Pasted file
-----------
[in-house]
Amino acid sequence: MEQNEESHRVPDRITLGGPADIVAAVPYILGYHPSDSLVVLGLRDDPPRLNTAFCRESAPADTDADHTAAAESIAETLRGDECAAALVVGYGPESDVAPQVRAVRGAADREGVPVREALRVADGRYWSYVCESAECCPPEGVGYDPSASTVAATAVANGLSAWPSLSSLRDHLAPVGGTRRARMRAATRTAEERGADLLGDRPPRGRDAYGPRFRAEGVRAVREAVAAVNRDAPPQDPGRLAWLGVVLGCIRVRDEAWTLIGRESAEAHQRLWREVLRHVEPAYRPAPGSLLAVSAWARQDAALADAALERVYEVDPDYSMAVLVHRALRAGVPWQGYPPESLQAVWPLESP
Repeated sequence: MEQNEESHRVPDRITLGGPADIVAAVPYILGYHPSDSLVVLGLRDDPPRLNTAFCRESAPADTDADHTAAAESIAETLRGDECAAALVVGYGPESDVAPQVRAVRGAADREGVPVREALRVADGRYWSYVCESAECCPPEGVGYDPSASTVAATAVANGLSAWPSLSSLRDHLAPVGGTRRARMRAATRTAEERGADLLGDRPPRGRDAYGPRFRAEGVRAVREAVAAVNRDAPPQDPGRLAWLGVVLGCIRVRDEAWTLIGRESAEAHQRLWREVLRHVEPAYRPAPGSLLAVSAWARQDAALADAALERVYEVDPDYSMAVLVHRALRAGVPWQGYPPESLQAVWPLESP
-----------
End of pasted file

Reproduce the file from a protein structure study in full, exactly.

[in-house]
Amino acid sequence: MEQNEESHRVPDRITLGGPADIVAAVPYILGYHPSDSLVVLGLRDDPPRLNTAFCRESAPADTDADHTAAAESIAETLRGDECAAALVVGYGPESDVAPQVRAVRGAADREGVPVREALRVADGRYWSYVCESAECCPPEGVGYDPSASTVAATAVANGLSAWPSLSSLRDHLAPVGGTRRARMRAATRTAEERGADLLGDRPPRGRDAYGPRFRAEGVRAVREAVAAVNRDAPPQDPGRLAWLGVVLGCIRVRDEAWTLIGRESAEAHQRLWREVLRHVEPAYRPAPGSLLAVSAWARQDAALADAALERVYEVDPDYSMAVLVHRALRAGVPWQGYPPESLQAVWPLESP
Repeated sequence: MEQNEESHRVPDRITLGGPADIVAAVPYILGYHPSDSLVVLGLRDDPPRLNTAFCRESAPADTDADHTAAAESIAETLRGDECAAALVVGYGPESDVAPQVRAVRGAADREGVPVREALRVADGRYWSYVCESAECCPPEGVGYDPSASTVAATAVANGLSAWPSLSSLRDHLAPVGGTRRARMRAATRTAEERGADLLGDRPPRGRDAYGPRFRAEGVRAVREAVAAVNRDAPPQDPGRLAWLGVVLGCIRVRDEAWTLIGRESAEAHQRLWREVLRHVEPAYRPAPGSLLAVSAWARQDAALADAALERVYEVDPDYSMAVLVHRALRAGVPWQGYPPESLQAVWPLESP